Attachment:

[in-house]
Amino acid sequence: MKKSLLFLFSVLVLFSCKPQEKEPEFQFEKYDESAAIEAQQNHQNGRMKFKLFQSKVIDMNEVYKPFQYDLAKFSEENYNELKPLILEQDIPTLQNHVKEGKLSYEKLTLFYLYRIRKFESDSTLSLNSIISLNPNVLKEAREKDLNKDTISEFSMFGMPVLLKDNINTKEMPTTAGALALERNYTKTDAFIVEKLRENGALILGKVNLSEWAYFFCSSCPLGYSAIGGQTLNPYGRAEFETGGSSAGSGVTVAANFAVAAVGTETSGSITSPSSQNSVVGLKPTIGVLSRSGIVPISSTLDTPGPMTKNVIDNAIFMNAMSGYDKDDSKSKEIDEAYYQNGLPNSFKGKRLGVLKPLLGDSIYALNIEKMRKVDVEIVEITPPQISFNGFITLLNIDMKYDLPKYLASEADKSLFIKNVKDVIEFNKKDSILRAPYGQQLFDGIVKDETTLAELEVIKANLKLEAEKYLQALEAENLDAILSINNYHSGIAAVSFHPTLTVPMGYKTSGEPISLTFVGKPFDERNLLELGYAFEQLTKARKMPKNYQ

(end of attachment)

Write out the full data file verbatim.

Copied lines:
[in-house]
Amino acid sequence: MKKSLLFLFSVLVLFSCKPQEKEPEFQFEKYDESAAIEAQQNHQNGRMKFKLFQSKVIDMNEVYKPFQYDLAKFSEENYNELKPLILEQDIPTLQNHVKEGKLSYEKLTLFYLYRIRKFESDSTLSLNSIISLNPNVLKEAREKDLNKDTISEFSMFGMPVLLKDNINTKEMPTTAGALALERNYTKTDAFIVEKLRENGALILGKVNLSEWAYFFCSSCPLGYSAIGGQTLNPYGRAEFETGGSSAGSGVTVAANFAVAAVGTETSGSITSPSSQNSVVGLKPTIGVLSRSGIVPISSTLDTPGPMTKNVIDNAIFMNAMSGYDKDDSKSKEIDEAYYQNGLPNSFKGKRLGVLKPLLGDSIYALNIEKMRKVDVEIVEITPPQISFNGFITLLNIDMKYDLPKYLASEADKSLFIKNVKDVIEFNKKDSILRAPYGQQLFDGIVKDETTLAELEVIKANLKLEAEKYLQALEAENLDAILSINNYHSGIAAVSFHPTLTVPMGYKTSGEPISLTFVGKPFDERNLLELGYAFEQLTKARKMPKNYQ